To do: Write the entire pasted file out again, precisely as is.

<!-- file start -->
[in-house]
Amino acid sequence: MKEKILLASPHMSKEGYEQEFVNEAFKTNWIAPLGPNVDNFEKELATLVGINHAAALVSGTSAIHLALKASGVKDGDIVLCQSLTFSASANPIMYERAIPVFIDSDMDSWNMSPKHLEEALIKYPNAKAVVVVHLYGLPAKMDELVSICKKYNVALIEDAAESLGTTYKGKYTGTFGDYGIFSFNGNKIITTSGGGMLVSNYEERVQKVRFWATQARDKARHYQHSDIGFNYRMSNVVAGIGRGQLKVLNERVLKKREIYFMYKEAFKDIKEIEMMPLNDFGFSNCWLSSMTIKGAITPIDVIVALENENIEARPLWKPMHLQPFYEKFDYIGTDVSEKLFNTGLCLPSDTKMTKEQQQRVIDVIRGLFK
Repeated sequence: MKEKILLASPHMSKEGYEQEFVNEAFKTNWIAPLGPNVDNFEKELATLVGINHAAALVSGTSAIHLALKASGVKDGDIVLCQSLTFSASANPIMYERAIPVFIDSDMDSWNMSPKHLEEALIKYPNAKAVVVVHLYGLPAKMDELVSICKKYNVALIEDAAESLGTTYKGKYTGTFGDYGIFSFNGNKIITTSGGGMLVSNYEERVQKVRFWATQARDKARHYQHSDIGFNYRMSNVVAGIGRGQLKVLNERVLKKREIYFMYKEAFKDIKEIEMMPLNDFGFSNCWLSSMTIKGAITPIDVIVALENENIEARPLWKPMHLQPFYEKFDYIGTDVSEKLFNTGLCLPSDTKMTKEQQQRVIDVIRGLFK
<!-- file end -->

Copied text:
[in-house]
Amino acid sequence: MKEKILLASPHMSKEGYEQEFVNEAFKTNWIAPLGPNVDNFEKELATLVGINHAAALVSGTSAIHLALKASGVKDGDIVLCQSLTFSASANPIMYERAIPVFIDSDMDSWNMSPKHLEEALIKYPNAKAVVVVHLYGLPAKMDELVSICKKYNVALIEDAAESLGTTYKGKYTGTFGDYGIFSFNGNKIITTSGGGMLVSNYEERVQKVRFWATQARDKARHYQHSDIGFNYRMSNVVAGIGRGQLKVLNERVLKKREIYFMYKEAFKDIKEIEMMPLNDFGFSNCWLSSMTIKGAITPIDVIVALENENIEARPLWKPMHLQPFYEKFDYIGTDVSEKLFNTGLCLPSDTKMTKEQQQRVIDVIRGLFK
Repeated sequence: MKEKILLASPHMSKEGYEQEFVNEAFKTNWIAPLGPNVDNFEKELATLVGINHAAALVSGTSAIHLALKASGVKDGDIVLCQSLTFSASANPIMYERAIPVFIDSDMDSWNMSPKHLEEALIKYPNAKAVVVVHLYGLPAKMDELVSICKKYNVALIEDAAESLGTTYKGKYTGTFGDYGIFSFNGNKIITTSGGGMLVSNYEERVQKVRFWATQARDKARHYQHSDIGFNYRMSNVVAGIGRGQLKVLNERVLKKREIYFMYKEAFKDIKEIEMMPLNDFGFSNCWLSSMTIKGAITPIDVIVALENENIEARPLWKPMHLQPFYEKFDYIGTDVSEKLFNTGLCLPSDTKMTKEQQQRVIDVIRGLFK